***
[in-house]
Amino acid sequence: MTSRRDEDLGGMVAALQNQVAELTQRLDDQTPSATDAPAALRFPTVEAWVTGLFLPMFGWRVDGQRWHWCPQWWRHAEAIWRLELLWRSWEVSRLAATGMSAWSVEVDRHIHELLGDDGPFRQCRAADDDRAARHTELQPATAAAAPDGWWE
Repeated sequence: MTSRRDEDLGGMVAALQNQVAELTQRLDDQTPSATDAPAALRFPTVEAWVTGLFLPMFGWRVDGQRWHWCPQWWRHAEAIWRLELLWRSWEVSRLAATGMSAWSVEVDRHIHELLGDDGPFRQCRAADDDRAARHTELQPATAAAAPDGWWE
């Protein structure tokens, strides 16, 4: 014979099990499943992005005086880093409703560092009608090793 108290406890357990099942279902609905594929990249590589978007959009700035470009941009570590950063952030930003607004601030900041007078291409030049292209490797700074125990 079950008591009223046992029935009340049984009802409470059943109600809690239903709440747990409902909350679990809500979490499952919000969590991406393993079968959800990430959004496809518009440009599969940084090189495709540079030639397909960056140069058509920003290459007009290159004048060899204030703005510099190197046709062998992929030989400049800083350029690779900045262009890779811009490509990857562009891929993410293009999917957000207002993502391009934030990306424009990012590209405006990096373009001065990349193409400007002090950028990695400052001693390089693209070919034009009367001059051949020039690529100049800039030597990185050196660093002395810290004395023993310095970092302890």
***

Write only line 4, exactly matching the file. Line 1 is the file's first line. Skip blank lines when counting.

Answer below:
């Protein structure tokens, strides 16, 4: 014979099990499943992005005086880093409703560092009608090793 108290406890357990099942279902609905594929990249590589978007959009700035470009941009570590950063952030930003607004601030900041007078291409030049292209490797700074125990 079950008591009223046992029935009340049984009802409470059943109600809690239903709440747990409902909350679990809500979490499952919000969590991406393993079968959800990430959004496809518009440009599969940084090189495709540079030639397909960056140069058509920003290459007009290159004048060899204030703005510099190197046709062998992929030989400049800083350029690779900045262009890779811009490509990857562009891929993410293009999917957000207002993502391009934030990306424009990012590209405006990096373009001065990349193409400007002090950028990695400052001693390089693209070919034009009367001059051949020039690529100049800039030597990185050196660093002395810290004395023993310095970092302890």